The Students’ Union subsidiary that administers student clubs is taking criticism from some who feel that a post on social media highlighting a pro-life group on campus should never have happened.
On the morning of February 5, Student Group Services (SGS) published a profile of UAlberta Pro-Life on their Facebook page. The post is part of their social media spotlight series, which the page puts out every few days, highlighting a different club on campus each time.
“UAlberta Pro-Life works to open the doors for respectful discourse on the topic of abortion,” the post read. “They believe that regardless of what individuals believe, we are all responsible for exploring differing opinions and striving to understand one another.”
However, the post drew a large amount of criticism from students online. As of February 6, the post generated over 80 comments and 70 shares, many of which attacked SGS for throwing a spotlight on the group. The post was also shared on Instagram where it received five similar comments.
One of the post’s critics is graduate student and former Students’ Union Board of Governors representative Brent Kelly.
“SGS was seemingly promoting it, which I appreciate may not have been their intent. But in any case, that’s how it looked,” he said.
Sometime after it was published, the original post by SGS was edited with a disclaimer, specifying that “the views of individual student groups do not necessarily reflect the views of the SGS.”
Dierdie Sprenger, a third-year education student and president of UAlberta Pro-Life, said she wasn’t aware of the response generated by the post until The Gateway had sent her an interview request for this story.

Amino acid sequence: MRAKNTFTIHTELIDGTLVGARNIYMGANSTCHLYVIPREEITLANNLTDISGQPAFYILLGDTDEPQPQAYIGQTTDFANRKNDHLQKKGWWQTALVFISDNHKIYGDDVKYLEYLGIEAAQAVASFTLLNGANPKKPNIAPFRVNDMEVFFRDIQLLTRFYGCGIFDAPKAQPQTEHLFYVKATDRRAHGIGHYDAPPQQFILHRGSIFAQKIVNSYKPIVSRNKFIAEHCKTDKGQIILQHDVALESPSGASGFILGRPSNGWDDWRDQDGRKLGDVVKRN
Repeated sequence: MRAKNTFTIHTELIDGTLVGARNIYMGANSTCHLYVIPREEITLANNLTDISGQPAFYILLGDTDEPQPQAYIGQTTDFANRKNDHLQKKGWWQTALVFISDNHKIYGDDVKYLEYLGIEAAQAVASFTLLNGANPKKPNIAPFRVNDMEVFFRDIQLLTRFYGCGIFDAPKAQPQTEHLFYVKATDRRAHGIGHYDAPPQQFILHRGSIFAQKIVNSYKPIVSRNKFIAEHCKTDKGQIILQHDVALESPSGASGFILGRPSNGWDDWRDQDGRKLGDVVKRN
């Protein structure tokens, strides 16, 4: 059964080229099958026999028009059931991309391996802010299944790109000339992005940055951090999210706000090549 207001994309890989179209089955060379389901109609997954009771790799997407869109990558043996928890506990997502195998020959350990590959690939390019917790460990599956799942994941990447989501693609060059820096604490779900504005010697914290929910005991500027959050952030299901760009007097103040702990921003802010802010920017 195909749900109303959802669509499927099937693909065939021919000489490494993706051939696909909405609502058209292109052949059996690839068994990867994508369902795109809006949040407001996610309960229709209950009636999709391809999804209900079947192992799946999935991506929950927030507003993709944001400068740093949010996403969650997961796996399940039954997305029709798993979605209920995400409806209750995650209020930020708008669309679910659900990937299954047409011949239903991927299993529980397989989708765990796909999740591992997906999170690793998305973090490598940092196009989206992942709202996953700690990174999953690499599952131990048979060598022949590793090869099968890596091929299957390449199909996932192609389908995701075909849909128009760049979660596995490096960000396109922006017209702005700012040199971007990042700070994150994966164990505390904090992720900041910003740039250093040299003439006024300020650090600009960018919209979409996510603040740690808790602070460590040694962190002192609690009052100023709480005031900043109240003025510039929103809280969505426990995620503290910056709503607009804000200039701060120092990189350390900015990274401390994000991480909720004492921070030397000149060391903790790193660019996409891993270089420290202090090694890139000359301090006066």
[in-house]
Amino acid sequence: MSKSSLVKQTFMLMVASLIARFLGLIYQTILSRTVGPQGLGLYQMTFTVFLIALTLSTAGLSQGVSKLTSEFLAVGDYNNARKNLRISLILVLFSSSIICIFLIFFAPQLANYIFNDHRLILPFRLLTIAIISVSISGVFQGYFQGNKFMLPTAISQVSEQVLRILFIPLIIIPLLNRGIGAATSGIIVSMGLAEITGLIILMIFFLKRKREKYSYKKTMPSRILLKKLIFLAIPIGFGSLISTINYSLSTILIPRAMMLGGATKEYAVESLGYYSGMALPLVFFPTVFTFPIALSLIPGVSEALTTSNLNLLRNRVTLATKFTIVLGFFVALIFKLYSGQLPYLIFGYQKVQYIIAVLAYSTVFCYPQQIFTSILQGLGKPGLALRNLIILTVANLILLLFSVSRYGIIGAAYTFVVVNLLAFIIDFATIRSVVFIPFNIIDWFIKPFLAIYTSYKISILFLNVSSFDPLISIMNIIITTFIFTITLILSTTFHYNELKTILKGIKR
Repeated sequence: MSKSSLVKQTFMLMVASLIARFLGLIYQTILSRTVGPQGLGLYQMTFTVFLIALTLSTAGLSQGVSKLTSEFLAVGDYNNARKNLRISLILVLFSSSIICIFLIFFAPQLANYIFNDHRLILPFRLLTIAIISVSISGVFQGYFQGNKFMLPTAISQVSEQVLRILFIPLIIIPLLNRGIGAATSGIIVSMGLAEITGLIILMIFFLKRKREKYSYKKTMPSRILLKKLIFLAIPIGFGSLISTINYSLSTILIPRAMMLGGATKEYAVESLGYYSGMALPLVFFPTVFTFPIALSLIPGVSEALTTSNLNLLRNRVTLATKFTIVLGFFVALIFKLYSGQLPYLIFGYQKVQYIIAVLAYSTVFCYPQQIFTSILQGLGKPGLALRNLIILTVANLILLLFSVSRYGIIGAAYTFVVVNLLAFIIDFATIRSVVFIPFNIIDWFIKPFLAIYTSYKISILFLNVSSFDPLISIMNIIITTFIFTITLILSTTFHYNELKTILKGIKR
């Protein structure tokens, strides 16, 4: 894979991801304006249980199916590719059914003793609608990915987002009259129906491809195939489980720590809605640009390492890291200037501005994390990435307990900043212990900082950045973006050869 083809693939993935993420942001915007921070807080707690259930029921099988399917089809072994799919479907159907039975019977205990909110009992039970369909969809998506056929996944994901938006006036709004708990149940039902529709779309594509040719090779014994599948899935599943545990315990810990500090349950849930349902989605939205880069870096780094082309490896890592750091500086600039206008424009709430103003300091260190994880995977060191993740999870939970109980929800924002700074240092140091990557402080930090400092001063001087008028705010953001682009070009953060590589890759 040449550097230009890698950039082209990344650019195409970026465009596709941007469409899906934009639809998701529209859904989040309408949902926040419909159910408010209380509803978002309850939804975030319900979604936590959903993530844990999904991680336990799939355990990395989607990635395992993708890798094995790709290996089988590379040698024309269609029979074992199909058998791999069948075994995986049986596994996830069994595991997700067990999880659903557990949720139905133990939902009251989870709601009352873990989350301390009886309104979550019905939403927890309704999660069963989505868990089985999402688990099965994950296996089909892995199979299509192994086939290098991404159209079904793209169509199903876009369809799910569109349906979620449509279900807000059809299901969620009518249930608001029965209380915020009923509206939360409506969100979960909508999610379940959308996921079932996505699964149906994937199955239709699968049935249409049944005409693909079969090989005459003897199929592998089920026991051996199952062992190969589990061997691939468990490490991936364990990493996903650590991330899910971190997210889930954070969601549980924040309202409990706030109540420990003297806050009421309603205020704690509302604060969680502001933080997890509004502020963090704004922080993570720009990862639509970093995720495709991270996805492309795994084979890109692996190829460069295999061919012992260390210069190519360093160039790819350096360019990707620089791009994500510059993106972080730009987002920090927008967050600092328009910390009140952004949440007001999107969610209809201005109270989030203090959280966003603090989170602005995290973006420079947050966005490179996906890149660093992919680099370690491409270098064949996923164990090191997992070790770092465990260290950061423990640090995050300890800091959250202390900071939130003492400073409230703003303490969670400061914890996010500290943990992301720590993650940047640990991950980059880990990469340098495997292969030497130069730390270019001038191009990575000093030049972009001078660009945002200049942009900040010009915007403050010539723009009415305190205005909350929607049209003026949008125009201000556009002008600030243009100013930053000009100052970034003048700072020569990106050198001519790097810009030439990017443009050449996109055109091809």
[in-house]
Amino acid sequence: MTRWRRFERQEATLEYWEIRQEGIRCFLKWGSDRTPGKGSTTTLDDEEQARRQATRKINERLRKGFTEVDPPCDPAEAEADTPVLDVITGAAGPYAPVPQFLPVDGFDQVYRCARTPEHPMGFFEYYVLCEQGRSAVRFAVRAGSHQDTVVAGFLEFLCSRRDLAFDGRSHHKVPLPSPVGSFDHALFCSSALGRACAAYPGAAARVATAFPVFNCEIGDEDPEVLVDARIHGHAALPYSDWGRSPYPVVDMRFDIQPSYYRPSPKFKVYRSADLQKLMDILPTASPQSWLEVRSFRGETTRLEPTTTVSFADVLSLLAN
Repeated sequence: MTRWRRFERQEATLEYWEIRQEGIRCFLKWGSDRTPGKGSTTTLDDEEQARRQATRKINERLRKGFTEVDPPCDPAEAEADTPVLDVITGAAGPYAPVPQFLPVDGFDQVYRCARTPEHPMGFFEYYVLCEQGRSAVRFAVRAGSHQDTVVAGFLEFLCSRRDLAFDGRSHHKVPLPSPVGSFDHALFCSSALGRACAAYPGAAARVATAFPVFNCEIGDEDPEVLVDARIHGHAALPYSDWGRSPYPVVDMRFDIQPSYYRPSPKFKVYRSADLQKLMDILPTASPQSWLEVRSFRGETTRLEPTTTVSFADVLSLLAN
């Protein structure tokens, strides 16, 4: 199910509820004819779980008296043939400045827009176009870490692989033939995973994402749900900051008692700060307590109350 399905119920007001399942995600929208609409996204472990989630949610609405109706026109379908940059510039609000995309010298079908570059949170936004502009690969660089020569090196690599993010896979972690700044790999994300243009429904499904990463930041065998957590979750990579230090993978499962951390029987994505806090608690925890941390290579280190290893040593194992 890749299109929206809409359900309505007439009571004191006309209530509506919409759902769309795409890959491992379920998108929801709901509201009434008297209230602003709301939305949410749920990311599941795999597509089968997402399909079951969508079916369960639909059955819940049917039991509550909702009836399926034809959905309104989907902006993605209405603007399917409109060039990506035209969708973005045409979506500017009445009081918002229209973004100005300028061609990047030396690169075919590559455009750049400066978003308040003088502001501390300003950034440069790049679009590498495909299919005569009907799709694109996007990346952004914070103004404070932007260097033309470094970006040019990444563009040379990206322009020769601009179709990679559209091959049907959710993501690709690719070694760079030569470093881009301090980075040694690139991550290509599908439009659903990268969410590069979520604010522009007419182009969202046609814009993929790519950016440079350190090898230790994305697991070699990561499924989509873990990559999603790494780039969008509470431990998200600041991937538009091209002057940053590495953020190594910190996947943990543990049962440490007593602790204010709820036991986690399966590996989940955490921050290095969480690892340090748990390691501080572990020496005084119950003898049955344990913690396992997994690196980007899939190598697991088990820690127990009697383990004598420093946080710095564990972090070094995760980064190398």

Sprenger added that she didn’t expect the post to get the response it did and that while the UAlberta Pro-Life was a pre-existing name, the club itself is new as she started it in 2017.
“It does really shock me to see those comments, and also those on Instagram of people comparing our club to white supremacist groups,”she said. “I’m a Filipino woman, to be compared to white supremacists is really shocking for me to hear and I wasn’t expecting that.”
For groups to be featured on SGS’s social media, the group needs to submit an application first. Speaking on behalf of SGS, Students’ Union president Reed Larsen said UAlberta Pro-Life went through the normal application procedure and said that it met the necessary criteria, including that the content is neither “harmful,” “graphic,” or “misleading.”
“Generally, this post, if you read it, the content in and of itself is pretty generic,” Larsen said. “Obviously the history of this group is morely what people are mostly upset about, and that is very understandable.”
Larsen added that most SGS spotlights don’t usually generate a large response online, and that SGS wasn’t expecting it with this post. Following this incident, Larsen said the Students’ Union will be reviewing SGS’s social media procedure.
Sprenger, said the post was intended to spark discussion on a controversial topic and that she is sad to hear that people might be upset by either the post or her club.
“At the end of the day, what we want to do with our club… is to enforce mutual respect and to recognize the dignity of each individual person,” she added. “Because we don’t have to agree with everyone we talk to, but we do have to respect one another.”
The profile even got the attention of feminist groups beyond the University of Alberta community, including Feminists at MacEwan, who also commented online. Rebecca Houle, a second-year commerce student at MacEwan and president of the club, worried that the post could be traumatic for students who have experienced an abortion.
“In posting that and giving a platform to these groups, is making people feel very uncomfortable and very unsafe and angry, and for that reason I think that the post is unacceptable and should be taken down,” she said.